“The United States must ratify the Law of the Sea treaty,” Allen said. “We must become an international player. We must be at the table.”

Consideration of Farm Bill and Energy Bill

Thu, 13 Dec 2007 13:30:00 GMT

The Senate is scheduled to consider the Farm Bill (H.R. 2419 with S.Amdt. 3500) and the energy bill (H.R. 6 with S.Amdt. 3841).

Under a unanimous consent agreement, all amendments to the farm bill were required to get 60 votes to end debate and be accepted.

In roll call vote 424, the Dorgan-Grassley amendment (S.Amdt. 3695) to the Farm Bill was rejected 56-43.

In roll call vote 425, cloture on the latest compromise version of the energy bill was rejected 59-40.

In roll call vote 426, the Klobuchar “means-testing” amendment (S.Amdt. 3810) to the Farm Bill was rejected 48-47.

The amendment, supported by the administration, would have limited subsidies to full-time farmers making less than $750,000 a year, and landowners whose primary income comes from outside the farm making less than $250,000 a year.

In roll call vote 427, the Tester-Grassley Competition Title packer price manipulation amendment (S.Amdt. 3666) to the Farm Bill was rejected 40-55.

The amendment, as explained by Tom Philpott:
Price manipulation is clearly prohibited by the Packers & Stockyards Act (PSA), but some judges have recently ruled that price manipulation is excused if a packer or processor can show “a legitimate business justification” for manipulating prices—such as gaining access to more livestock at the price they want to pay. This defense to price manipulation is not in the PSA and the court rulings, if allowed to stand, weaken the law substantially. The amendment filed by Senators Tester (D-MT), Harkin (D-IA), and Grassley (R-IA) will clarify that the PSA cannot be interpreted to include “a legitimate business justification” for market manipulation.

S.2156, to authorize and facilitate the improvement of water management and use of water resources

Tue, 11 Dec 2007 19:30:00 GMT

S.2156, to authorize and facilitate the improvement of water management by the Bureau of Reclamation, to require the Secretary of the Interior and the Secretary of Energy to increase the acquisition and analysis of water resources for irrigation, hydroelectric power, municipal, and environmental uses

The role of speculation in recent crude oil prices

Tue, 11 Dec 2007 15:00:00 GMT

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Global Day of Action

Sat, 08 Dec 2007 05:00:00 GMT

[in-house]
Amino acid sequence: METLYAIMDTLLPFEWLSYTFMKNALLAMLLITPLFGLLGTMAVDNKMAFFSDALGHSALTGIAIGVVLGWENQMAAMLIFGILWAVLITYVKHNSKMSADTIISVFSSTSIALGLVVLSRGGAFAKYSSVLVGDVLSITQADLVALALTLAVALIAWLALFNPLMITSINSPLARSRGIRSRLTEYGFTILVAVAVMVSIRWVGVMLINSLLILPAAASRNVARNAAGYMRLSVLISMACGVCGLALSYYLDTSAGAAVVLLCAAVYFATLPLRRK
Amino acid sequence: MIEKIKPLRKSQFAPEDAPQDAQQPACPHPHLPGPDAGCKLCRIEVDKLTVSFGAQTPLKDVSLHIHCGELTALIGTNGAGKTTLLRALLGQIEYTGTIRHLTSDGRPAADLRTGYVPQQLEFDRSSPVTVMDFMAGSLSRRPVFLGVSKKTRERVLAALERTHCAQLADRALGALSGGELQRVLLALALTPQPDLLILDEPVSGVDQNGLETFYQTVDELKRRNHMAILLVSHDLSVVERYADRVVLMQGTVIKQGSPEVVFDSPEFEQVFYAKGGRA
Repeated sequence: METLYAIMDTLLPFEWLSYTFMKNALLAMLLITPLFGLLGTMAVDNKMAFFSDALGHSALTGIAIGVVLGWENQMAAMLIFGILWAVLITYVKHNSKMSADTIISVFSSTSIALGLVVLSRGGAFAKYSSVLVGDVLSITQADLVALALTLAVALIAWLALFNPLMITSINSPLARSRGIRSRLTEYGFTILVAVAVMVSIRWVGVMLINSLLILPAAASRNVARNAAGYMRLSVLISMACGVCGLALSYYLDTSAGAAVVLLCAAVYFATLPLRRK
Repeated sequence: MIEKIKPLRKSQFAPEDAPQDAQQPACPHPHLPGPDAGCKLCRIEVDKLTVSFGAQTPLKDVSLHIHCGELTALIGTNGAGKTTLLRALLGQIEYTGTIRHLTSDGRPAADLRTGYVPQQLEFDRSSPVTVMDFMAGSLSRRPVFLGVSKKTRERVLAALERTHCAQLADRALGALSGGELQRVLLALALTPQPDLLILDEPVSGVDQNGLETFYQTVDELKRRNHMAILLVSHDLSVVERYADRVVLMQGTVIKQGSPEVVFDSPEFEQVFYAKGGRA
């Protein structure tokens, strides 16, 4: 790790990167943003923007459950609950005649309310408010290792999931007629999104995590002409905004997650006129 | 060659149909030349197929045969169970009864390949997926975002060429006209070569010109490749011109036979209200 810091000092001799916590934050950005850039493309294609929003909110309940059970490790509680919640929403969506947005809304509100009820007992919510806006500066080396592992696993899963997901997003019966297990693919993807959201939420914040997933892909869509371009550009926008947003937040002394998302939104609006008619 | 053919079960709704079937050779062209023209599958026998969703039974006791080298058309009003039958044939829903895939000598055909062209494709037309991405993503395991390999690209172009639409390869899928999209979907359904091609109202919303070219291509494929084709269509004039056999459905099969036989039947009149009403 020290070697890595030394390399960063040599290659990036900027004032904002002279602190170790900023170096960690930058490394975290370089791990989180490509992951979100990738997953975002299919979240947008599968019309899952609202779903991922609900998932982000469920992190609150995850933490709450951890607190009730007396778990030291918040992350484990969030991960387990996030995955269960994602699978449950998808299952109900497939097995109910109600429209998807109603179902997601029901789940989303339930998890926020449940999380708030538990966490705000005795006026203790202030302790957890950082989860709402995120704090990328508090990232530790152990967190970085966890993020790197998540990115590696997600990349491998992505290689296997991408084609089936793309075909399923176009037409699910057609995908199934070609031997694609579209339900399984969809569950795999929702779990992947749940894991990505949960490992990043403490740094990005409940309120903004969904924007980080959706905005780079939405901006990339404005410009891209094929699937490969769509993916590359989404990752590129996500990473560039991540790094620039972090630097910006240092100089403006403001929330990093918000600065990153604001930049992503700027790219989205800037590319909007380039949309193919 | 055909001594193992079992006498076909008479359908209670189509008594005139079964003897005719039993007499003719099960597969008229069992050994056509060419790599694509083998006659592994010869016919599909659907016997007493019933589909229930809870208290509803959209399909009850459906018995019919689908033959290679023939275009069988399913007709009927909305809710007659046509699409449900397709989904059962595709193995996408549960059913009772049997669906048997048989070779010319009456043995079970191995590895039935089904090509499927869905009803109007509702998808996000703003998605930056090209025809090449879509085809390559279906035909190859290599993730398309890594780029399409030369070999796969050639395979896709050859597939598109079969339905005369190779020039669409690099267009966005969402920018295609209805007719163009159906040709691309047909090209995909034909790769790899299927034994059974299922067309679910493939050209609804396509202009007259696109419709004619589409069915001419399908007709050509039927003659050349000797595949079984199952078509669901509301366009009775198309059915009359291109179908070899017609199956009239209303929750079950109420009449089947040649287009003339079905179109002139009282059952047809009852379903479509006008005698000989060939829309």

The Global Climate Campaign intends synchronised demonstrations around the world on Saturday December 8th 2007 – in as many places as possible – to call on world leaders to take urgent action on climate change.

The ‘Call to Action’ for these demonstrations and related events that will take place on December 8th 2007 is as follows :

“We demand that world leaders take the urgent and resolute action that is needed to prevent the catastrophic destabilisation of global climate, so that the entire world can move as rapidly as possible to a stronger emissions reductions treaty which is both equitable and effective in preventing dangerous climate change.

We also demand that the long-industrialised countries that have emitted most greenhouse gases up to now take most of the responsibility for the adaptive measures that have to be taken, especially by low-emitting countries with limited economic resources.”

We feel that there is an overwhelming need to create a groundswell of global opinion to push for the urgent and radical action on climate change, without which we risk a global catastrophe of unimaginable proportions.

Cloture vote on H.R. 6, Energy Independence and Security Act and Debate on Farm Bill

Fri, 07 Dec 2007 14:00:00 GMT

A roll call vote is expected at about 9:20 am on the motion to invoke cloture on the energy bill as passed by the House of Representatives on December 6.

By a vote of of 53-42 the cloture motion failed.

The following Democrats voted against cloture:
  • Bayh (D-IN)
  • Byrd (D-WV)
  • Landrieu (D-LA)
The following Republicans voted for cloture:
  • Coleman (R-MN)
  • Collins (R-ME)
  • Smith (R-OR)
  • Snowe (R-ME)
  • Thune (R-SD)
The following Republicans voted against cloture but previously had voted for the earlier Senate version of H.R. 6, which included the CAFE standard, but not RES or the tax title:
  • Corker (R-TN)
  • Craig (R-ID)
  • Crapo (R-ID)
  • Domenici (R-NM)
  • Ensign (R-NV)
  • Lugar (R-IN)
  • Sessions (R-AL)
  • Specter (R-PA)
  • Stevens (R-AK)
  • Sununu (R-NH)
The following Republicans voted against cloture but previously had voted for energy tax provisions similar to those in the House version:
  • Crapo (R-ID)
  • Lugar (R-IN)
  • Grassley (R-IA)
  • Roberts (R-KS)

Following the vote, the chamber resumed consideration of the farm bill (HR 2419).